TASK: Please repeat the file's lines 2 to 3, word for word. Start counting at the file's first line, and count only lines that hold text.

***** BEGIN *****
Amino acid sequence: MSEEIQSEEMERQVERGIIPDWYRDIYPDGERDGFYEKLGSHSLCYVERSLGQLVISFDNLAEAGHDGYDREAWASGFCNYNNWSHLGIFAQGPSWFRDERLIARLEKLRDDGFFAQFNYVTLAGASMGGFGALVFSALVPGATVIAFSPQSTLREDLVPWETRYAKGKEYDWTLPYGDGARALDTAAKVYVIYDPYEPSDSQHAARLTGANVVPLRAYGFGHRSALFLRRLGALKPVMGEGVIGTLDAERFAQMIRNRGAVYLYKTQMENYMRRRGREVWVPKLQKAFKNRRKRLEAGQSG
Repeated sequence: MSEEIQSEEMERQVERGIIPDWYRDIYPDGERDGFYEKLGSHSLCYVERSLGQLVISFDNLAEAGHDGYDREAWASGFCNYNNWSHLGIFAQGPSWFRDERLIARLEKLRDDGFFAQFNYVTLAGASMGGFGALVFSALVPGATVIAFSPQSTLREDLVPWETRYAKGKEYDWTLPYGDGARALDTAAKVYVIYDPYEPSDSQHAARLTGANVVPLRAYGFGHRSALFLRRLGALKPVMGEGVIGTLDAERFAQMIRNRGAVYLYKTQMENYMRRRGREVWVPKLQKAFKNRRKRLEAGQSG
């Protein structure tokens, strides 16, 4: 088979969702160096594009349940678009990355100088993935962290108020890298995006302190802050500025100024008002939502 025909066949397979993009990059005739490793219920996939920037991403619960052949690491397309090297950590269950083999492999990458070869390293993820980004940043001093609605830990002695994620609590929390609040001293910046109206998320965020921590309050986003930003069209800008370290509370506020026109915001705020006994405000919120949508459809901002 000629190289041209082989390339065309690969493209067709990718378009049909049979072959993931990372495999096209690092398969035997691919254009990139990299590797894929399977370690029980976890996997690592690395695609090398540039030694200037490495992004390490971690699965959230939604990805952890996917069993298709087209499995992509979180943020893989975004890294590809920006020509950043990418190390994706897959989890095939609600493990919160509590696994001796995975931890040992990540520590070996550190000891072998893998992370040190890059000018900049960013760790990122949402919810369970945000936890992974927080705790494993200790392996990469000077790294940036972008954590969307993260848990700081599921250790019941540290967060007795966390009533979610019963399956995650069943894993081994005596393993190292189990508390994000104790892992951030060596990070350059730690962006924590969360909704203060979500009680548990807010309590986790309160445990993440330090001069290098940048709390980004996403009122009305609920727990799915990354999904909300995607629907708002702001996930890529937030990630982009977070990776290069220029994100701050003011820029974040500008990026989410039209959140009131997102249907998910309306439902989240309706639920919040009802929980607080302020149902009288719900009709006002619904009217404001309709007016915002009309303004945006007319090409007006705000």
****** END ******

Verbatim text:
Repeated sequence: MSEEIQSEEMERQVERGIIPDWYRDIYPDGERDGFYEKLGSHSLCYVERSLGQLVISFDNLAEAGHDGYDREAWASGFCNYNNWSHLGIFAQGPSWFRDERLIARLEKLRDDGFFAQFNYVTLAGASMGGFGALVFSALVPGATVIAFSPQSTLREDLVPWETRYAKGKEYDWTLPYGDGARALDTAAKVYVIYDPYEPSDSQHAARLTGANVVPLRAYGFGHRSALFLRRLGALKPVMGEGVIGTLDAERFAQMIRNRGAVYLYKTQMENYMRRRGREVWVPKLQKAFKNRRKRLEAGQSG
């Protein structure tokens, strides 16, 4: 088979969702160096594009349940678009990355100088993935962290108020890298995006302190802050500025100024008002939502 025909066949397979993009990059005739490793219920996939920037991403619960052949690491397309090297950590269950083999492999990458070869390293993820980004940043001093609605830990002695994620609590929390609040001293910046109206998320965020921590309050986003930003069209800008370290509370506020026109915001705020006994405000919120949508459809901002 000629190289041209082989390339065309690969493209067709990718378009049909049979072959993931990372495999096209690092398969035997691919254009990139990299590797894929399977370690029980976890996997690592690395695609090398540039030694200037490495992004390490971690699965959230939604990805952890996917069993298709087209499995992509979180943020893989975004890294590809920006020509950043990418190390994706897959989890095939609600493990919160509590696994001796995975931890040992990540520590070996550190000891072998893998992370040190890059000018900049960013760790990122949402919810369970945000936890992974927080705790494993200790392996990469000077790294940036972008954590969307993260848990700081599921250790019941540290967060007795966390009533979610019963399956995650069943894993081994005596393993190292189990508390994000104790892992951030060596990070350059730690962006924590969360909704203060979500009680548990807010309590986790309160445990993440330090001069290098940048709390980004996403009122009305609920727990799915990354999904909300995607629907708002702001996930890529937030990630982009977070990776290069220029994100701050003011820029974040500008990026989410039209959140009131997102249907998910309306439902989240309706639920919040009802929980607080302020149902009288719900009709006002619904009217404001309709007016915002009309303004945006007319090409007006705000």